BB&T chased Ghost Town into bankruptcy and to the doorstep of foreclosure. But for the past 18 months, it hasn’t pulled the trigger on foreclosure — likely because it knew that the beleaguered park would fetch nowhere near what the bank was owed. The idea that anyone would pay anything close to $10 million for the dilapidated and broken down amusement park is inconceivable.
“Who is going to pay $10 million for Ghost Town? Well, nobody is,” said Waynesville Mayor and lawyer Gavin Brown.
Instead of going forward with the foreclosure, BB&T sold its note to Presley for $1.5 million — a far cry less than the $10.5 million the bank is owed.
“What they (did) is just cut their losses and run,” Brown said.
When Presley purchased the note, she all but ensured that Ghost Town would be hers. Presley now owns BB&T’s entire $10.5 million note against Ghost Town — even though she only paid $1.5 million for control of the note. Someone would have to bid more than $10.5 million before they could top what she has in it.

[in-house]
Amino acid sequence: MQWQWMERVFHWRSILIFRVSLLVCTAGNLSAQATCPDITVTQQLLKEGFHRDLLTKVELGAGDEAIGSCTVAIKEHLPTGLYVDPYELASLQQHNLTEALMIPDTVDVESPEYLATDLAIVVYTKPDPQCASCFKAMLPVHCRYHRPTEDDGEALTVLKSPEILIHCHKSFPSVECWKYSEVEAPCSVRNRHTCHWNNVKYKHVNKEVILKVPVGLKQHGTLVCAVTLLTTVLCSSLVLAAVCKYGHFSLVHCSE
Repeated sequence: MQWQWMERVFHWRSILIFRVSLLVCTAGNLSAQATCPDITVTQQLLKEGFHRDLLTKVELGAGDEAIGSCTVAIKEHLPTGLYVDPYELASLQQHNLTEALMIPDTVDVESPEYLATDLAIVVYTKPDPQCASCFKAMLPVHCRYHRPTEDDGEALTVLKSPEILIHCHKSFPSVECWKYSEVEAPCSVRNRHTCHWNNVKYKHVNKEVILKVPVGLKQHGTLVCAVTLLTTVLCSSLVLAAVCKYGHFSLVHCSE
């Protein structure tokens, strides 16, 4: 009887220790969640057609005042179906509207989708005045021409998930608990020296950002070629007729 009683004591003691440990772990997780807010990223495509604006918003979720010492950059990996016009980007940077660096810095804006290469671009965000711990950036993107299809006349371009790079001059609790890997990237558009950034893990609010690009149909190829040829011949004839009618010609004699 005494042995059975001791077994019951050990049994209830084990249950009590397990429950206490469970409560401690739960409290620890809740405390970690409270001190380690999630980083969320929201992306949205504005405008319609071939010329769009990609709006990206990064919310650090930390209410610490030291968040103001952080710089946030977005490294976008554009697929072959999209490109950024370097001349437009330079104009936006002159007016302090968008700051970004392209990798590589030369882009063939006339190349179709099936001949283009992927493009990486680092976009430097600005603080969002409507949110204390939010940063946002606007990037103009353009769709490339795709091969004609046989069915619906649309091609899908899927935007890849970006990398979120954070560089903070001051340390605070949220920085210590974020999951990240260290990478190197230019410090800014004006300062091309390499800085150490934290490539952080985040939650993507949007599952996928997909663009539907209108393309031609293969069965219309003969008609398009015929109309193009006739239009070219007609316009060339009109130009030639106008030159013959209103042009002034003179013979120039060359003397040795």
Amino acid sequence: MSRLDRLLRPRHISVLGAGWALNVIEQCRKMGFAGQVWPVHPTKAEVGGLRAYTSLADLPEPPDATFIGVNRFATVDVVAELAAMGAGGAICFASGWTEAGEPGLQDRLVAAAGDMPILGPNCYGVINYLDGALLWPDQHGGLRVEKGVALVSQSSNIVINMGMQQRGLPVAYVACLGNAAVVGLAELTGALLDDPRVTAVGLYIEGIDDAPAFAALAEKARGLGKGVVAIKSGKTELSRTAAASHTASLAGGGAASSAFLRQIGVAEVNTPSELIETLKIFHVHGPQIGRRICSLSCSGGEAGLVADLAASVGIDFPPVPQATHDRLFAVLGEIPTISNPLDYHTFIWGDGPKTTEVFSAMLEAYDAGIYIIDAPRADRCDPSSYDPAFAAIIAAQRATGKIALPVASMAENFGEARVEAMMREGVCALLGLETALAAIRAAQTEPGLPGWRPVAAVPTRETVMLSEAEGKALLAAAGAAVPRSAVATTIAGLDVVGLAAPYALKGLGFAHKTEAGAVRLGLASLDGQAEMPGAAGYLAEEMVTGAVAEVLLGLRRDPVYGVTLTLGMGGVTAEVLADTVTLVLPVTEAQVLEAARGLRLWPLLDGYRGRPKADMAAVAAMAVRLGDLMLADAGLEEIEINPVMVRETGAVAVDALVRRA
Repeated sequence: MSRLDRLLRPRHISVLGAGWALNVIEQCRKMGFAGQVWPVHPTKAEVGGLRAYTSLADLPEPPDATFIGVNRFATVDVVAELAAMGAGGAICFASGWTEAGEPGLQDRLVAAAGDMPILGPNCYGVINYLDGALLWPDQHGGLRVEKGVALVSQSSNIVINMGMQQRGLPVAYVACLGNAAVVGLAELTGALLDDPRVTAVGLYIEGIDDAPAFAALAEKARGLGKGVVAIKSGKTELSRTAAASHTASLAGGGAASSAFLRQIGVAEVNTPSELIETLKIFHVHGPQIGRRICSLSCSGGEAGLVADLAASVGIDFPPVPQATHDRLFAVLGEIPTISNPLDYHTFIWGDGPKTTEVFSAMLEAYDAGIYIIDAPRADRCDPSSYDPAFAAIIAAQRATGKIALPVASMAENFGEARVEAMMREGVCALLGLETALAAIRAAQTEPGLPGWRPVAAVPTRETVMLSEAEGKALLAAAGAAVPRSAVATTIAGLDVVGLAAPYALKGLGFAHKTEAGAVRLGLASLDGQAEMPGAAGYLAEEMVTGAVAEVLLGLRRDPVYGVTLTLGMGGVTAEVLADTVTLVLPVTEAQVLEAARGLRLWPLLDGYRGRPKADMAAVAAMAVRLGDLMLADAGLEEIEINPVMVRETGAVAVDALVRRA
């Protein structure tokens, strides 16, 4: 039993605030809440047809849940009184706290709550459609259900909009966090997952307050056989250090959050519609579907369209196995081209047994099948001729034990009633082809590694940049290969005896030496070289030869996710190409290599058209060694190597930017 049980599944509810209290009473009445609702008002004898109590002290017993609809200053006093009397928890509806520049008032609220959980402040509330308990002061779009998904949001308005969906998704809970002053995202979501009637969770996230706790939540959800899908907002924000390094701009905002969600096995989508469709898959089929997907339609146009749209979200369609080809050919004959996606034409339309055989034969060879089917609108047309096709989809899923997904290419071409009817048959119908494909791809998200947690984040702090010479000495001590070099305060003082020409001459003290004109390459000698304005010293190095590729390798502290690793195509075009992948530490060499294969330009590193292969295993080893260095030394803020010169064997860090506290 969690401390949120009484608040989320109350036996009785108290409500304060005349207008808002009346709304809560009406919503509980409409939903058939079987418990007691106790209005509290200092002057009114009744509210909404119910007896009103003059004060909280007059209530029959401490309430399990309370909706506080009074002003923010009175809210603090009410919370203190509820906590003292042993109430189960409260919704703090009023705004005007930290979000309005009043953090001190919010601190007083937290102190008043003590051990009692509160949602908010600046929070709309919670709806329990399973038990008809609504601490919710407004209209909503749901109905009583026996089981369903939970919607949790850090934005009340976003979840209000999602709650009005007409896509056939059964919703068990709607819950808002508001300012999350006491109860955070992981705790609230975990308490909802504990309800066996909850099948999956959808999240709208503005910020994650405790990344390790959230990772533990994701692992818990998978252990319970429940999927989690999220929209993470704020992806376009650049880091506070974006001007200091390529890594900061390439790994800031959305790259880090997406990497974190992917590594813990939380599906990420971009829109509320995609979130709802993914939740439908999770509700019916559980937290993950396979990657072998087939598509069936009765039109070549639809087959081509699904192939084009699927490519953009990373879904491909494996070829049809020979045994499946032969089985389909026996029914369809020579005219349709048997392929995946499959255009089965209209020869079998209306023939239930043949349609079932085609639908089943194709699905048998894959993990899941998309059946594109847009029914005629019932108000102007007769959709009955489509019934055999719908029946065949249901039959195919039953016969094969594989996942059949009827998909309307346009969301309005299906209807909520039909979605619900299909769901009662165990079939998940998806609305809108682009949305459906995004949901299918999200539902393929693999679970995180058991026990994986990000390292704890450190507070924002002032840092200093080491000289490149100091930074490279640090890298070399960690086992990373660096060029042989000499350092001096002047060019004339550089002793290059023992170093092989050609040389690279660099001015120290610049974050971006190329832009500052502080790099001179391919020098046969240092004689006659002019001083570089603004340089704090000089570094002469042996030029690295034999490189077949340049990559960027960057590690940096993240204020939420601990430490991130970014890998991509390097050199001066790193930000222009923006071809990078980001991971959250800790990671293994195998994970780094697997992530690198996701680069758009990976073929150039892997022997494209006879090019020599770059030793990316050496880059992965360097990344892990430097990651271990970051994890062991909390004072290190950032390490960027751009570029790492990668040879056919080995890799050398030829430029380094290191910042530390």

The foreclosure is a mere formality, as was the $2.5 million Presley bid for the park. In essence, her $2.5 million bid will come back to her since she is the primary note holder.
So, not counting the court fees and related costs, how much did Presley pay for Ghost Town?
The simple answer is $1.5 million — the amount BB&T sold its note for, Presley said.
Other possible investors have until Feb. 20 to place an upset bid. However, John Doe cannot simply walk off the street and offer a few cents more than Presley’s current bid for Ghost Town. Upset bids must be at least 5 percent higher and bidders must put down a percentage of their bid up front.
As for the millions owed to private investors and small businesses by Ghost Town’s former owners? They won’t be seeing a dime.